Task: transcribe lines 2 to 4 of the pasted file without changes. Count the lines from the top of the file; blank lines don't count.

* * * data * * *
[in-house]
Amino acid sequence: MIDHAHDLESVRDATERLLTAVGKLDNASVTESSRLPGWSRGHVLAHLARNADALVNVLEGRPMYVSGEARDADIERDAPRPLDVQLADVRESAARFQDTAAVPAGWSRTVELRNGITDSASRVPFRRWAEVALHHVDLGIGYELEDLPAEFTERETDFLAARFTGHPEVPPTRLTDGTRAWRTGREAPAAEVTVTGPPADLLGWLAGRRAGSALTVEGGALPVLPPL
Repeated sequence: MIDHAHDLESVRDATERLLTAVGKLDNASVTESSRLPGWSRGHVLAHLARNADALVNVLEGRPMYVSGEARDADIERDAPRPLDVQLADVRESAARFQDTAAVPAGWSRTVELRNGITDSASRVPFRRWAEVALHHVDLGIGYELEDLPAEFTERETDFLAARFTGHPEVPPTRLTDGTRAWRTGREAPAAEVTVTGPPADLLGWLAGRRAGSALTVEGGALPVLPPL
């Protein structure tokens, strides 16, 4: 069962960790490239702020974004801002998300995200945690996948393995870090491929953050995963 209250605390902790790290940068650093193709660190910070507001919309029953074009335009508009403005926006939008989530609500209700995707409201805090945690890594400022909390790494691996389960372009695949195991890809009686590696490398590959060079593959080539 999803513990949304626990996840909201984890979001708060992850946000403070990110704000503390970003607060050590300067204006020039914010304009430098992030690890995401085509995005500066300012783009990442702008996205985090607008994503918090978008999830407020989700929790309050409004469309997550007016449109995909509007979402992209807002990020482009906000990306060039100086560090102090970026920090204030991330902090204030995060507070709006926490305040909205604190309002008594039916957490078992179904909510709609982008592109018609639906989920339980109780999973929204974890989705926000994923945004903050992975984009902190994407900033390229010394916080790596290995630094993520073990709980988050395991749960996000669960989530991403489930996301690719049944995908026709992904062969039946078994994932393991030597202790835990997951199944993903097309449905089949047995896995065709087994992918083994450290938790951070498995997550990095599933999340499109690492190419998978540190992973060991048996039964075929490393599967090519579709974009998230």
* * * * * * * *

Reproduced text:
Amino acid sequence: MIDHAHDLESVRDATERLLTAVGKLDNASVTESSRLPGWSRGHVLAHLARNADALVNVLEGRPMYVSGEARDADIERDAPRPLDVQLADVRESAARFQDTAAVPAGWSRTVELRNGITDSASRVPFRRWAEVALHHVDLGIGYELEDLPAEFTERETDFLAARFTGHPEVPPTRLTDGTRAWRTGREAPAAEVTVTGPPADLLGWLAGRRAGSALTVEGGALPVLPPL
Repeated sequence: MIDHAHDLESVRDATERLLTAVGKLDNASVTESSRLPGWSRGHVLAHLARNADALVNVLEGRPMYVSGEARDADIERDAPRPLDVQLADVRESAARFQDTAAVPAGWSRTVELRNGITDSASRVPFRRWAEVALHHVDLGIGYELEDLPAEFTERETDFLAARFTGHPEVPPTRLTDGTRAWRTGREAPAAEVTVTGPPADLLGWLAGRRAGSALTVEGGALPVLPPL
């Protein structure tokens, strides 16, 4: 069962960790490239702020974004801002998300995200945690996948393995870090491929953050995963 209250605390902790790290940068650093193709660190910070507001919309029953074009335009508009403005926006939008989530609500209700995707409201805090945690890594400022909390790494691996389960372009695949195991890809009686590696490398590959060079593959080539 999803513990949304626990996840909201984890979001708060992850946000403070990110704000503390970003607060050590300067204006020039914010304009430098992030690890995401085509995005500066300012783009990442702008996205985090607008994503918090978008999830407020989700929790309050409004469309997550007016449109995909509007979402992209807002990020482009906000990306060039100086560090102090970026920090204030991330902090204030995060507070709006926490305040909205604190309002008594039916957490078992179904909510709609982008592109018609639906989920339980109780999973929204974890989705926000994923945004903050992975984009902190994407900033390229010394916080790596290995630094993520073990709980988050395991749960996000669960989530991403489930996301690719049944995908026709992904062969039946078994994932393991030597202790835990997951199944993903097309449905089949047995896995065709087994992918083994450290938790951070498995997550990095599933999340499109690492190419998978540190992973060991048996039964075929490393599967090519579709974009998230």